Monday, 4 June 2012

Charrington buys Hoare

So you remember the Toby jug symbol? It was all over Charrington pubs back in the days when hair was long and flares were wide. I didn't realise that it hadn't been their trademark originally. They'd only acquired it in 1934 with the purchase or Hoare.

Hoare had been one of the big boys back in Porter's heyday, brewing more than Barclay Perkins in 1748. In the second half of the 18th century they slipped behind Barclay Perkins, Combe, Whitbread and Calvert and never quite managed to break through the 100,000 barrel barrier, their output peaking at 97,600 barrels in 1796*. In the early 19th century they produced 60,000 to 70,000 barrels a year and were most definitely in the second division of London brewers.

Charrington was the first London Ale brewer to break into the big time. As public taste moved from Porter to Mild Ale in the second half of the 19th century, they expanded rapidly. The purchase of Hoare cemented their position as one of London's leading brewers.

Now we've done the contextualising, here's the article:

Trade Conditions and the Beer Duty.

The ordinary general meeting of Charrington and Co.. Ltd. was held on the 10th inst., at the Anchor Brewery, Mile End, London, E.

Mr. Cecil E. W. Charrington, M.C. (the chairman of the company), presided.

I do not propose to go into the details of our deal with Messrs Hoare and Co., for the simple reason that it would take a very long time. The negotiations were very long and intricate, but I may say at once that the terms were accepted by both sides with a minimum of disagreement. As regards Messrs. Charrington and Co.'s Ordinary and Preference shareholders, although they did not all agree, not a single one objected; and in the case of Messrs. Hoare and Co. (there were only Ordinary shareholders there), less than half of 1 per cent, objected. Therefore, I think we can congratulate ourselves, in an amalgamation of this size, that the two bodies of shareholders came to such an amicable agreement.

The net result of this big "deal" has been a very large increase in the company's liabilities, but I trust it has also been a very valuable addition to our assets. I may say that the directors of Charrington and Co. did not enter lightly into these new commitments, nor did they very willingly put an end to what had been for 150 years an almost purely family business, but they considered that an amalgamation with a firm of the same size and standing as themselves would in the long run be in the best interests of the company.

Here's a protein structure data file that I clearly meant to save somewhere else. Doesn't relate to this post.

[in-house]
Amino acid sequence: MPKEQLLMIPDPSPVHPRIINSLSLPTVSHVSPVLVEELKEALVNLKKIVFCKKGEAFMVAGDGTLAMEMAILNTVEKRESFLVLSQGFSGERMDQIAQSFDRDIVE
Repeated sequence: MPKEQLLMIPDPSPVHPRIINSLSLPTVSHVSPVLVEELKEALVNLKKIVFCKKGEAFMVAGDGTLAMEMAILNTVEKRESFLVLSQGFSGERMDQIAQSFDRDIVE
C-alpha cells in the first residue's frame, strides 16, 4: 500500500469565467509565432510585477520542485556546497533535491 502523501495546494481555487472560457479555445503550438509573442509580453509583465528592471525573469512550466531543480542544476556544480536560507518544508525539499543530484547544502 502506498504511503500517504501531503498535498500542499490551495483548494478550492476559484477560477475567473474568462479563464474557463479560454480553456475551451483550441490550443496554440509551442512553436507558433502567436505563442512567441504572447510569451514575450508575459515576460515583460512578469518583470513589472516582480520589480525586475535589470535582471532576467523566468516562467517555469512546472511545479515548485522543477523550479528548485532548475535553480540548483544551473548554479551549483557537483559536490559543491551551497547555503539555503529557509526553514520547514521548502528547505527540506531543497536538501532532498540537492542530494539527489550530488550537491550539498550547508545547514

The issue of the £4,500,000 Debenture stock at 98 we can consider, I think, on the whole, quite satisfactory. I am well aware that it we were going into the Money Market at the present moment we could get better terms, but we must not forgot that if we had wanted to raise this large sum of money only three or four years ago we should no doubt have had to do so on a 5.5 per cent, basis. I think we can congratulate ourselves that we were able to issue the debentures at 4 per cent. None of the prior charges bears a higher rate than 4 per cent.

Now, as regards the trading conditions of the year. You will have gathered from the printed report that the first four months of the year were extremely bad. The "Snowden" tax of 1931 had a very damaging influence on our trade when it started, but it had an increasingly severe effect as time went on. - The first four months of last year were quite the worst period for trailing that we have experienced since the war. Our barrelage dropped very considerably until about the end of April, 1933; the increase in the last eight months of the year did not quite make up the leeway lost in the first four months. Unfortunately, the present Chancellor of the Exchequer took eighteen months instead of only six to find out the great mistake his predecessor had made. When he did find it out, 1 think he met the situation fairly He said: "The public are to get their beer cheaper, but I am going to ask the brewers to do something for me" —and he asked us to increase our gravity by two degrees and  to  use  more  British  malt. Well, that was an expensive matter to brewers, but it enabled us to inform the public that beer would be "cheaper and better" and good advertising can never be had for nothing.

The continuance of the policy has been strongly recommended by the Brewers' Society, and is being strictly adhered to by this company.

The "Snowden"  tax, besides damaging the brewing trade and threatening the Exchequer with consistently diminishing returns on the beer duty, hit the retail trade with exceptional severity. While we have made considerable reductions in our rents of licensed property, I regard it as a very real grievance on the part of the licensed victualler that no reduction has beer made in the licence duties.